We can place the 1st Buddhist Council at 403 BCE. And I think we are fairly safe at placing the 2nd Buddhist Council 100 years later, at about 303 BCE. We can also give, in fact, the only sure dates, that Asoka reigned from 268 BCE to 232 BCE.
Now the question, not easily answered, is did the schism happen before, during, or after the reign of Asoka. There is no general agreement. I partly agree with Bhikkhu Sujato, “I think this event must be placed after Asoka” (153).
However, there does seem to be tension between the Mahasanghika and the Sthaviravada (Pai, Theravada). And Hirakawa Akira says that “the schism clearly did occur a little more than a century after the Buddha’s death” (82). “The most probable date,” writes A. K. Warder, “is thus some time after Vaisali and some time before the period of Asoka Maurya” (207). This would put the date sometime between 300 BCE and 268 BCE.
What we can be a little more sure about is that schism did not take place during Asoka’s reign. “The Asoka edicts,” writes Hirakawa Akira, give little evidence that Asoka ruled during a period when Buddhism was fiercely sectarian” (113).
I would like to distinguish between the division into the two original schools and the schisms into the eighteen schools. I place the end of early Buddhism to the schisms of the eighteen schools. To quote Hirakawa Akira again, “The phrase ‘the schisms into the eighteen schools,’ which is found in a number of Buddhist texts, refers to the eighteen schools produced by these later schisms, but not to the two original schools” (111).
Dating the arising of the eighteen schools is doubtful and we may need to revise it as more evidence comes in. We know the eighteen schisms probably happened after the reign of King Asoka, which ended in 232 BCE. I am tentatively giving the date of 200 BCE, with the understanding that it took several decades for the schisms to develop.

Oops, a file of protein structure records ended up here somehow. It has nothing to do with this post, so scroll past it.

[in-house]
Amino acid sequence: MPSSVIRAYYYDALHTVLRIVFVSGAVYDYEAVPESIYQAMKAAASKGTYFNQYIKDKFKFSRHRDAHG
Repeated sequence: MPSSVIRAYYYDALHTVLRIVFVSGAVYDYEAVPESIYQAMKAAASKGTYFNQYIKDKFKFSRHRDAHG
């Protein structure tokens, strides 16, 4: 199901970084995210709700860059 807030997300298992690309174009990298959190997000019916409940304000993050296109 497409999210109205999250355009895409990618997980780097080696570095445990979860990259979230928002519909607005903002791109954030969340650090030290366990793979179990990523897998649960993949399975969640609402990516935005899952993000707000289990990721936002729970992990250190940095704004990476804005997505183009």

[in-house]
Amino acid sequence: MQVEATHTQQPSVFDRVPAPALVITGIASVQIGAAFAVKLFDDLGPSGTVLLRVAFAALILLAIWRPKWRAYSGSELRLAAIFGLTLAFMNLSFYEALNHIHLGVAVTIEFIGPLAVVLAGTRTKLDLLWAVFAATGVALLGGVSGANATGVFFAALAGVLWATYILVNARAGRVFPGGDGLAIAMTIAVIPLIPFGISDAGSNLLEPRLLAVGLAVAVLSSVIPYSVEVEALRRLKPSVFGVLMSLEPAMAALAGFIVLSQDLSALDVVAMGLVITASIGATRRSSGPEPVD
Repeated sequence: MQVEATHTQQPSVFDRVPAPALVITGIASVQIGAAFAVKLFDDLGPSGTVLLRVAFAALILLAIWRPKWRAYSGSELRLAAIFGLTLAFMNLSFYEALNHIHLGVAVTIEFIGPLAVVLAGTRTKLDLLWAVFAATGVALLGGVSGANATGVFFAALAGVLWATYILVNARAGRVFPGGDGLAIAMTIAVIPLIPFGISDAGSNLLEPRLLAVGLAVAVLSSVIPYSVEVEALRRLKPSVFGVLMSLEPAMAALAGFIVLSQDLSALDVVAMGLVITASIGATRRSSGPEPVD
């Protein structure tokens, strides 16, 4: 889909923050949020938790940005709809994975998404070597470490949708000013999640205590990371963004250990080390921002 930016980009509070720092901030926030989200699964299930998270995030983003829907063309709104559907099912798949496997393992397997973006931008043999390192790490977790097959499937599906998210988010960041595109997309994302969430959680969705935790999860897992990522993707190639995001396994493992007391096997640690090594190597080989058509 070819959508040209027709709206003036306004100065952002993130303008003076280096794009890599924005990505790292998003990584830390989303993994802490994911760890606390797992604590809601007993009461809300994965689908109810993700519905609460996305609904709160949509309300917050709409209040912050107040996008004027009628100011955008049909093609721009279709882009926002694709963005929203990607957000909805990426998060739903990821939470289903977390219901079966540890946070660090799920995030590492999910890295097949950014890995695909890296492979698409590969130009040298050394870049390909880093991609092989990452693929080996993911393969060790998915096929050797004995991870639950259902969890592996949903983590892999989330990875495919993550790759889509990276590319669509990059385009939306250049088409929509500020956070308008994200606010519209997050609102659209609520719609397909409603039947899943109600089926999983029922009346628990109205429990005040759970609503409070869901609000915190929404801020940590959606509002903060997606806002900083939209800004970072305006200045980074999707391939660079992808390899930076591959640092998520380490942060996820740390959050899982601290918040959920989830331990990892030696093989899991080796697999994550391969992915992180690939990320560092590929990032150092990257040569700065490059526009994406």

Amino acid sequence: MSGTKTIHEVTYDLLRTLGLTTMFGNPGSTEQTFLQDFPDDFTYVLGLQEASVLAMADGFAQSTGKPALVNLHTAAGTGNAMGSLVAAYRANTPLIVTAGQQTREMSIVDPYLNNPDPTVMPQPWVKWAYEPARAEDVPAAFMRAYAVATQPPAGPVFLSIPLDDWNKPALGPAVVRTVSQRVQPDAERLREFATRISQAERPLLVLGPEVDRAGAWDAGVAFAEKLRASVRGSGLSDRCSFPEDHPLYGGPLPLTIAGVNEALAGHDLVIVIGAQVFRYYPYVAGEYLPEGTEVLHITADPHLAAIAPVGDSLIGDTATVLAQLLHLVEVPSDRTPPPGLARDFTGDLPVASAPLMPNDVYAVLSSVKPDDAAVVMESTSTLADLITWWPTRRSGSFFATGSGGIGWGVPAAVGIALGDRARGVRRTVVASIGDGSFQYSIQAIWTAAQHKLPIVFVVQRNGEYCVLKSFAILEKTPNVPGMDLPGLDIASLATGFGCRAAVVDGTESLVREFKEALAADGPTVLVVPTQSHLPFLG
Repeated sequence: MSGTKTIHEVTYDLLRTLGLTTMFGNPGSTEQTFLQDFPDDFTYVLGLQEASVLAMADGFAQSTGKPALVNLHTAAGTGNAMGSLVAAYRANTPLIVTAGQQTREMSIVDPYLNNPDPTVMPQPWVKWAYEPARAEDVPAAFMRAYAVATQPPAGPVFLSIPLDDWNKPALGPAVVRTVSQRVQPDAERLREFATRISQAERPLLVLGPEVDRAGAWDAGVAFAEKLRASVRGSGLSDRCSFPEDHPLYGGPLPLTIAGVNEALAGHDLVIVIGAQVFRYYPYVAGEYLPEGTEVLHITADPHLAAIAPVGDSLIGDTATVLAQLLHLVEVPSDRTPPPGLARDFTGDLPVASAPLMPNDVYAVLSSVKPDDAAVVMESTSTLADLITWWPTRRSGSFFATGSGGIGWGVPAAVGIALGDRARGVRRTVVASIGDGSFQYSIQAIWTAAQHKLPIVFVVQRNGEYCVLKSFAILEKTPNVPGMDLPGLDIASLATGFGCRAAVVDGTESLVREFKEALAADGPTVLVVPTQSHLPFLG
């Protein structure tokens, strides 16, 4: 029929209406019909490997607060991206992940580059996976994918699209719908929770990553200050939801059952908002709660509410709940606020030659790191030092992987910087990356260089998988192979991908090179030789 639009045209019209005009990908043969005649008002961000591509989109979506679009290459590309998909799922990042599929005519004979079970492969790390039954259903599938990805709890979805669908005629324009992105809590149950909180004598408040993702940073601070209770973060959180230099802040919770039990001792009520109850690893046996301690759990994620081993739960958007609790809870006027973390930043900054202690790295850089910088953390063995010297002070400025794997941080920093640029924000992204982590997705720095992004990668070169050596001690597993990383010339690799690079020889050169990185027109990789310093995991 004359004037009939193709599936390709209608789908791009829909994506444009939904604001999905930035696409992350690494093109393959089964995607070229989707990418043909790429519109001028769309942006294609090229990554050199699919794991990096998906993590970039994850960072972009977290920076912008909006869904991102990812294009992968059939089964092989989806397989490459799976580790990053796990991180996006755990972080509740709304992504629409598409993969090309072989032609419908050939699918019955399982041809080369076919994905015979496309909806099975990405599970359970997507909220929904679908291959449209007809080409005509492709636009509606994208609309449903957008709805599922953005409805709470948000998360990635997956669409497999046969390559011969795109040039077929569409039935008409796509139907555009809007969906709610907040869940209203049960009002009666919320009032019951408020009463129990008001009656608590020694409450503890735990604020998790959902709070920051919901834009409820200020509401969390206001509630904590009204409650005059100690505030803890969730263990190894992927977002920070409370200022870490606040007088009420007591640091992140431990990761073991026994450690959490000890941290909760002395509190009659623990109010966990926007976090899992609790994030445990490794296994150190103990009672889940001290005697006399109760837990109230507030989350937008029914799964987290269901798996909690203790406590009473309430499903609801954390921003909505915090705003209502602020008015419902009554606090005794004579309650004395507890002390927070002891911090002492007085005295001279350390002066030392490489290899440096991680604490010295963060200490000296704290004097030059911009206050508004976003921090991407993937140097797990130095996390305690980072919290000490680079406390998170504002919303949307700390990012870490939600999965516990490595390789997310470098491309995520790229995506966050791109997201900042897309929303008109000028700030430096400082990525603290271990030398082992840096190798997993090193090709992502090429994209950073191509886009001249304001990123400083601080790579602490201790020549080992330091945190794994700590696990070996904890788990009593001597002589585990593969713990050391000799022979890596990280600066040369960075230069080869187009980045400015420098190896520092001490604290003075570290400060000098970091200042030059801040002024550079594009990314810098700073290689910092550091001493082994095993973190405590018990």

I give the date of the 3rd Buddhist Council as 132 BCE. As Hirakawa Akira states, “the Third Council… must have occurred in the second century BCE” (110). And I agree with him, that this Third Council was not universal but “was probably held… within the Theravada School” (110).
Mainstream Buddhism (200-1 BCE)
Now we enter the problem of terminology. What to call the eighteen schools collectively. There have been many suggestions. The Mahayana Buddhists call them Hinayana, which means the inferior vehicle. Which is a pejorative word and should not be used by scholars.
John Strong has said, “Hinayana is a pejorative term meaning ‘Lesser Vehicle.’ Some adherents of the ‘Greater Vehicle’ (Mahayana) applied it to non-Mahayanist schools such as the Theravada, the Sarvastivada, the Mahasam Ghika, and some fifteen other schools. This encyclopedia uses the term Mainstream Buddhism.” And so I follow suit.
It should be noted, writes Eric Cheetham, that “there is a remarkable degree of consensus about basic aims, methods, and topics among all of these original schools of Buddhism” (xv). But there were differences, which should not be ignored.